Ungar was among the top 10 chip leaders after day one, was second after day two and was a huge chip leader with $1,066,000 going into Thursday's final round. At one point, with four other players left, Ungar had 60 percent of the chips on the table.
Strzemp, 45, managed to stay in the hunt with a little bit of luck, catching flushes on the river (fifth and final community card) and other draw hands that made for an exciting afternoon for the several hundred spectators on hand.
Strzemp, who collected $583,000 for finishing second, acknowledged that his first day back at work today will be "kind of a downer" after the tension-packed four days of the championship event.
"I was hoping to play Stu a little bit longer," he said. "But I knew I had to make a stand quickly. I didn't want to send him a message that he could run over me, so when I saw that ace-eight, I decided to play it strong."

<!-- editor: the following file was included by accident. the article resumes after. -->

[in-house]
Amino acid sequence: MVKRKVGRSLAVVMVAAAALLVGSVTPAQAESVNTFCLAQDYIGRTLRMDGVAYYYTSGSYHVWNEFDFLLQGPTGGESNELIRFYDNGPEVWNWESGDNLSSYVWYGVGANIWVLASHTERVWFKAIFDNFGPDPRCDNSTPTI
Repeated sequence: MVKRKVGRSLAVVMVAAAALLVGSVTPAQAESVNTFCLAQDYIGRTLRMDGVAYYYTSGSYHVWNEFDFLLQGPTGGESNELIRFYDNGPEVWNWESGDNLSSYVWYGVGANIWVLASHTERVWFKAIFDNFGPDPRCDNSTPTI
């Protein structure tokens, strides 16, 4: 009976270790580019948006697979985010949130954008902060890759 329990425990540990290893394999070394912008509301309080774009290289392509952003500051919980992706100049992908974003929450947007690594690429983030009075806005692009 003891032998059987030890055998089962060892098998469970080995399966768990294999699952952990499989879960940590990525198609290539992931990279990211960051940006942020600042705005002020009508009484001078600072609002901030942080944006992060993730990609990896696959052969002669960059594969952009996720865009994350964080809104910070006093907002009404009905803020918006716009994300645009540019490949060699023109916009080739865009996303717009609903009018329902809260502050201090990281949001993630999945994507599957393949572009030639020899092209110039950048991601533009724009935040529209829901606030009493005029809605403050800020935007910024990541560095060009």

Strzemp was a slight favorite with his ace-8 to Ungar's ace-four, but Ungar had an out -- a deuce for a straight -- which he caught as though it came from a movie script.
"If I couldn't win, I'm glad I played the hand I did rather than get caught with something marginal," Strzemp said. "It would have been embarrassing to go out on a bluff."
Mel Judah, 49, of London, who last week won the world 7-card stud title, placed third and collected $371,000 to bring his lifetime WSOP earnings to $924,391.
Ron Stanley, 44, of Las Vegas placed fourth and collected $212,000 to bring his career WSOP earnings to $538,408.
Bob Walker, 57, of Las Vegas, placed fifth and won $161,120 -- his first time in the money at the World Series.
Peter Bao, 26, who is a student majoring in computer science at UNLV, won $127,200 for finishing sixth. It was his first time in the money.
Gary Thompson contributed to this report.